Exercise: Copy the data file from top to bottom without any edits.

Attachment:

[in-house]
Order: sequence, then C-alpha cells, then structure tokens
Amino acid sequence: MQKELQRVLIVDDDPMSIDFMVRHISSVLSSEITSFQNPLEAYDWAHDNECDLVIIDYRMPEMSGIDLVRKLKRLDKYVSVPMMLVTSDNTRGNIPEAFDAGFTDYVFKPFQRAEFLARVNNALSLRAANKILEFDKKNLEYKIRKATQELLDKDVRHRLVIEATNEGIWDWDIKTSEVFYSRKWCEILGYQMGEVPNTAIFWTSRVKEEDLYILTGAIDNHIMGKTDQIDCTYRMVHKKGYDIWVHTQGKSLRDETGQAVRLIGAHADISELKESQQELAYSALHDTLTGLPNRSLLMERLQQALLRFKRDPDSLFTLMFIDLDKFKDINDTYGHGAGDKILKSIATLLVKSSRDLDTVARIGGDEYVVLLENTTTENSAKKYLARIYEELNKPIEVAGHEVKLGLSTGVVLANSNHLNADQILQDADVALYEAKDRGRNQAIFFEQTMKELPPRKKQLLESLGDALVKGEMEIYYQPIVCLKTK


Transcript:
[in-house]
Order: sequence, then C-alpha cells, then structure tokens
Amino acid sequence: MQKELQRVLIVDDDPMSIDFMVRHISSVLSSEITSFQNPLEAYDWAHDNECDLVIIDYRMPEMSGIDLVRKLKRLDKYVSVPMMLVTSDNTRGNIPEAFDAGFTDYVFKPFQRAEFLARVNNALSLRAANKILEFDKKNLEYKIRKATQELLDKDVRHRLVIEATNEGIWDWDIKTSEVFYSRKWCEILGYQMGEVPNTAIFWTSRVKEEDLYILTGAIDNHIMGKTDQIDCTYRMVHKKGYDIWVHTQGKSLRDETGQAVRLIGAHADISELKESQQELAYSALHDTLTGLPNRSLLMERLQQALLRFKRDPDSLFTLMFIDLDKFKDINDTYGHGAGDKILKSIATLLVKSSRDLDTVARIGGDEYVVLLENTTTENSAKKYLARIYEELNKPIEVAGHEVKLGLSTGVVLANSNHLNADQILQDADVALYEAKDRGRNQAIFFEQTMKELPPRKKQLLESLGDALVKGEMEIYYQPIVCLKTK